Nancy, my hood ornament, is an optional feature of the Osprey


Why the Osprey? I know what you’re thinking, it was the coolest named model. Yes, I do like that. However, I decided that for my purchase to be the best fit, I wanted to get a solo canoe. I’m often the odd man out when canoeing in pairs, and often travel alone. When that’s not the case, and it’s convenient, I’ll just rent a tandem for other trips. A pack canoe seemed like a neat idea, especially when using two blades. I’d be able to keep up to tandems without too much trouble. But I feel more comfortable in a (real) canoe, with the control of using a nice long (single-bladed) paddle. That said, I originally was going to get a Shearwater. I’ve rented them often and love how they track, and of course the extra space would have been nice. What moved me away though was when Scott from Swift had mentioned that with the Osprey, you had the option of a “Combi” seat, which allows you to switch your traditional seat with a kayak seat, in essence giving you the advantages of a pseudo-kayak, with the storage space and portagability of a canoe. You can also do this with the new Keewaydin model. Lots of people like that model, but after testing both, I just felt better with the Osprey. (Not exactly scientific, but ultimately the most important factor in choosing a canoe.)

The Osprey at rest after a windy paddle on Opeongo

Why Blue? Haven’t you seen the pictures? It’s gorgeous. It has to be the slickest look on a canoe I’ve ever seen. It also makes it go faster, and move over the water much better. (Again, no science behind that, but it does.) Sadly, I knew I was going to scratch the paint and ruin that “brand new” look eventually, but I really didn’t think it would happen so soon. Not being able to wait, I picked up the canoe in Gravenhurst and went straight to Opeongo Lake. It was windy, and taking-out was a little rough on a rocky shore (where I stayed over night, staring at the sun setting over my pretty new canoe). So I got a few little, tiny, imperceptible-to-anyone-but-its-owner sized scratches. I thought about it very little though, laughing it off. Best to get that out of the way I thought. But then, when I was putting the canoe back on the car at the end of my little weekend test drive, on a windy day, I found out just how light the canoe is. A brink wind came up suddenly and blew the canoe off the roof, hitting a pole on the way down. No damage done though. Just a nice big scratch to remind me to be more careful.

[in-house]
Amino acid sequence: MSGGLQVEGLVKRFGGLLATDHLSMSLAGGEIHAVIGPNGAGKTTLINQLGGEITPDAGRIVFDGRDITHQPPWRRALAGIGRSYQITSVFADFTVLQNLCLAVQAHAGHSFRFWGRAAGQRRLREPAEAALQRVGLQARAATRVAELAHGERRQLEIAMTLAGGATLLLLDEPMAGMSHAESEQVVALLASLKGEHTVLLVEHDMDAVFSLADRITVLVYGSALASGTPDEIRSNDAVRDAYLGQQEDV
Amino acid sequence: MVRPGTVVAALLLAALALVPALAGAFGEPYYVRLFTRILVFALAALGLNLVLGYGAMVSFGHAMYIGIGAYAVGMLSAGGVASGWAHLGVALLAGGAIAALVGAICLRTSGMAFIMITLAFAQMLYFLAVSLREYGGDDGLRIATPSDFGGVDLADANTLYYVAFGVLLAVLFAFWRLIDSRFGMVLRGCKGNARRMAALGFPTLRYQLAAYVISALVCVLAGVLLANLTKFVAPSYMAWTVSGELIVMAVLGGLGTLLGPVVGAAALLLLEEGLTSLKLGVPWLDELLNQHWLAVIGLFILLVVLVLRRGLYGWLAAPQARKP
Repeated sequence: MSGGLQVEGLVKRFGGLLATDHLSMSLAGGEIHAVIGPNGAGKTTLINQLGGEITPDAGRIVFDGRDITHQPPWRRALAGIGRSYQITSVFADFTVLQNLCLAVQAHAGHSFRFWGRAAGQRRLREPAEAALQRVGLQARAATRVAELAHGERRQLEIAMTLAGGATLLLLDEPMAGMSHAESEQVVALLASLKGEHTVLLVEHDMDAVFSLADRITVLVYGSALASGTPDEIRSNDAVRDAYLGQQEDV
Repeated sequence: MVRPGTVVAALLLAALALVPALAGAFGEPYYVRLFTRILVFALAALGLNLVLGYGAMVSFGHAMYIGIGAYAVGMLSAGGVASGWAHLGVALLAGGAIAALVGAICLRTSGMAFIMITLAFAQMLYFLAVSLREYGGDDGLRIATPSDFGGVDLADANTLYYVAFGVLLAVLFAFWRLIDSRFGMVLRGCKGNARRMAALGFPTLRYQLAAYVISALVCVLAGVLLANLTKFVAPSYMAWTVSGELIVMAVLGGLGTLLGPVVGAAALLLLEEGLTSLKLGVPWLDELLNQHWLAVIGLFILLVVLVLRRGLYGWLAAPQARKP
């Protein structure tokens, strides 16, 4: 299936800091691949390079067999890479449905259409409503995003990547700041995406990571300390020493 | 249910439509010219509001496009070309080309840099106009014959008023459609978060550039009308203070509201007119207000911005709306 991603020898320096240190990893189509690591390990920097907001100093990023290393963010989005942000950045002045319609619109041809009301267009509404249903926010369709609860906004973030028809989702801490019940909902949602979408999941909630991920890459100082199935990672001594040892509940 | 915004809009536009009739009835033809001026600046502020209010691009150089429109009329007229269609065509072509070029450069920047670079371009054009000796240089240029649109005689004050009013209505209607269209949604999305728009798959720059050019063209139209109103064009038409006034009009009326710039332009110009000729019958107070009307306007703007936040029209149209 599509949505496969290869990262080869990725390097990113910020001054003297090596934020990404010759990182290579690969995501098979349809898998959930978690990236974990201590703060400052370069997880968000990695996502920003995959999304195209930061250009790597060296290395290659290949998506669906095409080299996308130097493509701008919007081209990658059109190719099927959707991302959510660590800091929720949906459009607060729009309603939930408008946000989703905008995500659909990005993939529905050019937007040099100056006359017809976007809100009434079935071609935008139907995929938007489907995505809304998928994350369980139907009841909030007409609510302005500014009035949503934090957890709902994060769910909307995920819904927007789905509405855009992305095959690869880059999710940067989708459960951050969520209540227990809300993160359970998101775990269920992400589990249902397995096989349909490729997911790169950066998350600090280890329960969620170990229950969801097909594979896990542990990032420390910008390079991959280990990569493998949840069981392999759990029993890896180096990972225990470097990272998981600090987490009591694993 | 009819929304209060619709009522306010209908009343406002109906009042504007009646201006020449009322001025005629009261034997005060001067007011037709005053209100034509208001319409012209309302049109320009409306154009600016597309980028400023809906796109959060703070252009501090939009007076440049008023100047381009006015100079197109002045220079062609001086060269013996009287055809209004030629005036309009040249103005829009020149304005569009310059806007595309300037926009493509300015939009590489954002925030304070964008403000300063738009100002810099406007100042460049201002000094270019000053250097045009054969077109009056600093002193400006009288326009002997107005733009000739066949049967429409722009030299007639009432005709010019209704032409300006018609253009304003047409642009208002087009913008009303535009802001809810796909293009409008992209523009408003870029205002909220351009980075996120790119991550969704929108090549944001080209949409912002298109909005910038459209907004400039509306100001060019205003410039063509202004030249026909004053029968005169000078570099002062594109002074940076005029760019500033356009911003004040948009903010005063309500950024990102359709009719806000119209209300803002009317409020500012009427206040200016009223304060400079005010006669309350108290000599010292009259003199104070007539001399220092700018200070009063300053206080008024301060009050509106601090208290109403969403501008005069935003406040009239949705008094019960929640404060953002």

Super light, the Osprey got scratched a bit, but the Blue colour still looks great.


I hope you guys had fun, and I apologize for all the teasing here and on facebook. I also apologize at gloating over my super-fancy, pretty, awesome handling, best canoe in the world. For the next post, I’ll show you some of the fancy features of the canoe, and I have a little surprise sent to me by the Swift Canoe & Kayak staff.

Oh also, I’m not really sorry, at all. I do apologize for that, though.


I Got My New Canoe

Warning, some material and information has been redacted to ensure the fairness of the Portageur’s New Ride Contest.

Proud owner of a new Swift [REDACTED]

So now that the canoe has been picked up, the Portageur’s New Ride contest will be officially over today when I draw the winner’s name. I still have to hide some of the specific details of the new canoe until I contact the winner, but I was just too excited not to share a little something. It’s been a fun contest and I’ve really enjoyed the interaction with everyone. No one has guessed all three elements – model, colour(s) or material – completely, but some came very, very close. What’s been the most fun is how many people didn’t necessarily guess what I bought, so much as told me what I should have chosen. I guess they like me, they were dreaming a little, looking through the available canoes, colours and materials and other options to find the perfect dream canoe of their own. What was also a lot of fun was teasing Fiona from Badger Paddles about not being eligible for the contest – she could have unfairly, and quite easily have found out what I bought. (Of course, if the winning name turns out to be “Jane Doe of Huntville, Ontario”, I’m going to have to cross check the shipping address “Jane” gives me.)

The [REDACTED] colour looks great.